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Browsing Reflections Archive

June 25, 2020

Daily Reflection for Thursday, June 25, 2020

Peace and Blessings, Friends and Parishioners,

We encourage you to reflect on Thursday’s readings at this link:

If you prefer to use your own Bible, the readings are:
First Reading: 2 Kings 24: 8-17
Responsorial: Psalm 79: 1b-5, 8-9
Gospel: Matthew 7: 21-29

Our reflection on Thursday’s readings: Jesus said to his disciples:
“Not everyone who says to me, ‘Lord, Lord,’
will enter the Kingdom of heaven,
but only the one who does the will of my Father in heaven.”
     Matthew 7: 21

We’ve all probably heard this scripture passage before.  I certainly had and often found it disconcerting and tried to focus my attention elsewhere.  I find it fitting that this reading fell on my reflection day.  God and his sense of humor! However, when I take time for deeper reflection, the Spirit unlocked a couple of key observations that were personally comforting and enlightening. 

My initial reluctance to spend time with this passage is partially because it often caused me to worry.  Is he talking about me?  What if I’m the guy who gets left out?  Am I doing enough to make the grade?  The fear that I wasn’t “doing enough” to earn my way into Heaven is something that I struggled with a lot in my spiritual past and, in moments of self doubt, it occasionally creeps back in.  However, this fear is unfounded.  I can never do enough to earn my salvation.  That’s why Jesus came to save us in the first place.  Love like that is not a debt to repay nor is it earned.  Just as you can never repay your parents for all of the acts of love they did for you as a child, neither can we repay God for all of His blessings and love.  It is freely given and His mercy is never-ending. 

We simply have to accept it, which we do by following God’s commandments and partaking in the sacraments. Is there room for improvement in my own life?  Absolutely.  We must continue to seek perfection in Jesus and help to build the kingdom of God.  When we falter, ask God’s forgiveness, seek out reconciliation and keep pushing ourselves to improve.  We do good not as a way to earn our way into Heaven but because of love of God and neighbor.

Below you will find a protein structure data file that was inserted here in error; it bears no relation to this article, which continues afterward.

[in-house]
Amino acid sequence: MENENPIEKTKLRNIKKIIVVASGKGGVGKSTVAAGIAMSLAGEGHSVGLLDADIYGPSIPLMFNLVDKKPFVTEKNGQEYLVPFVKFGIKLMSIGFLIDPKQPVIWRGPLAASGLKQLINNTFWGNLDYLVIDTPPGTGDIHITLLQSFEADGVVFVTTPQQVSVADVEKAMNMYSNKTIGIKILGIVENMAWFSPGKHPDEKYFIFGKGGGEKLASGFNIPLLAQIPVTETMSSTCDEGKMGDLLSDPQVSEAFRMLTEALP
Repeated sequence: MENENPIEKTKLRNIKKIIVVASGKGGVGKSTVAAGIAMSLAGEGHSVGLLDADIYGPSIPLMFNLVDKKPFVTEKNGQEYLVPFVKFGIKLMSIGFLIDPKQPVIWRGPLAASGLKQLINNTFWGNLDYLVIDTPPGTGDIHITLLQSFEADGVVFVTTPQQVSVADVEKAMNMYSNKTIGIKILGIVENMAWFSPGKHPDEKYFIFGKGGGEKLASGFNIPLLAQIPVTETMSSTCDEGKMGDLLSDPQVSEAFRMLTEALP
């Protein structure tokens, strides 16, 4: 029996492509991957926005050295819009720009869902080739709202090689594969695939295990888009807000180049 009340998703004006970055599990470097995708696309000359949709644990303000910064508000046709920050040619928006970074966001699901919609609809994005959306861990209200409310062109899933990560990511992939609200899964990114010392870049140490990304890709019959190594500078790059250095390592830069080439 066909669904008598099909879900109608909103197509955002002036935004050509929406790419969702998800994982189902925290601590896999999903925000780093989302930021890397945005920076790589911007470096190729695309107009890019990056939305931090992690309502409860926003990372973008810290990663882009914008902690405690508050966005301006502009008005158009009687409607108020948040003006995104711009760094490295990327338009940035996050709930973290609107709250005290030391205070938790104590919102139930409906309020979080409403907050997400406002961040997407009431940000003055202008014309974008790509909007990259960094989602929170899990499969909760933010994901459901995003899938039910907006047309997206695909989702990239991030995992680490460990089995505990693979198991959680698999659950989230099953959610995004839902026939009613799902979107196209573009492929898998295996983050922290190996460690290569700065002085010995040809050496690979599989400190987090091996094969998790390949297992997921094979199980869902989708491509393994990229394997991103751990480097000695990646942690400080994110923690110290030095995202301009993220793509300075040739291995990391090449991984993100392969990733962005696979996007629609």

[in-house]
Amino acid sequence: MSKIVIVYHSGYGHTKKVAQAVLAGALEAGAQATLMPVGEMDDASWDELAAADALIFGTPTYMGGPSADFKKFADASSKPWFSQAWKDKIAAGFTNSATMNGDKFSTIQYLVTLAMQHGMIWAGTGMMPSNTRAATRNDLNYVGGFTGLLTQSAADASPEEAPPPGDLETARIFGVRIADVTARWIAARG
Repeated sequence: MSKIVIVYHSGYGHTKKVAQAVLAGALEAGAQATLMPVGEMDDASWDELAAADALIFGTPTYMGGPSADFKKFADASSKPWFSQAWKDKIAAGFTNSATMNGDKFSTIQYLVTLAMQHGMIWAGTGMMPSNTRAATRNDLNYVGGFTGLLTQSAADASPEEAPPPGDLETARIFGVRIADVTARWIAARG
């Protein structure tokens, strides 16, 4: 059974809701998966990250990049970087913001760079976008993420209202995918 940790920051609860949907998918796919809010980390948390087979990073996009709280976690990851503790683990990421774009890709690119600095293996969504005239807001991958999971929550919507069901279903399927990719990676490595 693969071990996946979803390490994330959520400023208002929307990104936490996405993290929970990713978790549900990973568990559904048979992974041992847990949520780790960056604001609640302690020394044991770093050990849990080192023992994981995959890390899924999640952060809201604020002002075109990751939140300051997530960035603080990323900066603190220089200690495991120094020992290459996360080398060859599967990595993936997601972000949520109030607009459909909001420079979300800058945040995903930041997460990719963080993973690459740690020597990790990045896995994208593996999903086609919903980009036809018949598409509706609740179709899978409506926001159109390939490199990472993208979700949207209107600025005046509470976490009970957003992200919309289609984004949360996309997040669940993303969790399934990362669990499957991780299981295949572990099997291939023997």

Furthermore we cannot be like those that Jesus will rebuke at the end of times—those who hang their hat on past accomplishments.   The race is never won until we are standing before Him.  We must continue to try to seek perfection in Christ Jesus and build the Kingdom here and now. 

We will never eradicate sin in our own lives here on earth.  Sin has a way of creeping back into our complacency.  Too often we get complacent in orr spiritual life, thinking that what we do is “good enough.”  This allows sin to infiltrate our lives again.  We cannot be cultural Christians who profess to have faith but do not act on it.  We cannot simply believe in God if it doesn’t transform us.  We must undergo that conversion of heart and seek to nurture it in others. 

We see this being played out in our streets and on our televisions.  Just as many profess a love of God and fall away or grow complacent, many in our society felt that the battle against racism and prejudice had largely been won.  Unfortunately, while we as a society focused on our improvements, we neglected to address the issues of systemic and ingrained racism left untouched.  Here it is time to continue to build the Kingdom of God, to do the will of the Father in heaven, and to love our neighbor as we love ourselves. 

Pray that as a faith community and a nation we will not be left begging at God’s door and do something about our nation’s social and racial complacency.

May the peace of Christ be with us,
Pete Kuester


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